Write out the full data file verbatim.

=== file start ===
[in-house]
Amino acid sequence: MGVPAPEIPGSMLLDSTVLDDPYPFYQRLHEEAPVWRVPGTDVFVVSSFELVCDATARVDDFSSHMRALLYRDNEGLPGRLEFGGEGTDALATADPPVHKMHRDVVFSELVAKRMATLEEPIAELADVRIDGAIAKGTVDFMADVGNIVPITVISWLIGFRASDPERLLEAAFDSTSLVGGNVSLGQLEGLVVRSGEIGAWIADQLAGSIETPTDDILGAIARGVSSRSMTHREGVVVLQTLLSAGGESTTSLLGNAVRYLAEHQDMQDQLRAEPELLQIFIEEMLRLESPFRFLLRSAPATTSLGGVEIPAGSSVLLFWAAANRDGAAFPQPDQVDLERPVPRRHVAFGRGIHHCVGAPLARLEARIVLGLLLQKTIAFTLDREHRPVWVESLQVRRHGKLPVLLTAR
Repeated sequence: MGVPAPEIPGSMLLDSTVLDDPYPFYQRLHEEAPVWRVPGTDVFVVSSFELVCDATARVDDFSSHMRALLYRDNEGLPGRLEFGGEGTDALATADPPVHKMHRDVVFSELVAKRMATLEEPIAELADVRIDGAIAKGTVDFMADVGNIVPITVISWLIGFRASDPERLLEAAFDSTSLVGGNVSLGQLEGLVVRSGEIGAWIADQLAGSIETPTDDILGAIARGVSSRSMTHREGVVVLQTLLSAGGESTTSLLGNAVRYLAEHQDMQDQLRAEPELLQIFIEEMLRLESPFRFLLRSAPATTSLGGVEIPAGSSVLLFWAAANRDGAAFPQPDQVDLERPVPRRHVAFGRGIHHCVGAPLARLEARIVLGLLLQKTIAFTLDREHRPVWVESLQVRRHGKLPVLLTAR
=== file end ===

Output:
[in-house]
Amino acid sequence: MGVPAPEIPGSMLLDSTVLDDPYPFYQRLHEEAPVWRVPGTDVFVVSSFELVCDATARVDDFSSHMRALLYRDNEGLPGRLEFGGEGTDALATADPPVHKMHRDVVFSELVAKRMATLEEPIAELADVRIDGAIAKGTVDFMADVGNIVPITVISWLIGFRASDPERLLEAAFDSTSLVGGNVSLGQLEGLVVRSGEIGAWIADQLAGSIETPTDDILGAIARGVSSRSMTHREGVVVLQTLLSAGGESTTSLLGNAVRYLAEHQDMQDQLRAEPELLQIFIEEMLRLESPFRFLLRSAPATTSLGGVEIPAGSSVLLFWAAANRDGAAFPQPDQVDLERPVPRRHVAFGRGIHHCVGAPLARLEARIVLGLLLQKTIAFTLDREHRPVWVESLQVRRHGKLPVLLTAR
Repeated sequence: MGVPAPEIPGSMLLDSTVLDDPYPFYQRLHEEAPVWRVPGTDVFVVSSFELVCDATARVDDFSSHMRALLYRDNEGLPGRLEFGGEGTDALATADPPVHKMHRDVVFSELVAKRMATLEEPIAELADVRIDGAIAKGTVDFMADVGNIVPITVISWLIGFRASDPERLLEAAFDSTSLVGGNVSLGQLEGLVVRSGEIGAWIADQLAGSIETPTDDILGAIARGVSSRSMTHREGVVVLQTLLSAGGESTTSLLGNAVRYLAEHQDMQDQLRAEPELLQIFIEEMLRLESPFRFLLRSAPATTSLGGVEIPAGSSVLLFWAAANRDGAAFPQPDQVDLERPVPRRHVAFGRGIHHCVGAPLARLEARIVLGLLLQKTIAFTLDREHRPVWVESLQVRRHGKLPVLLTAR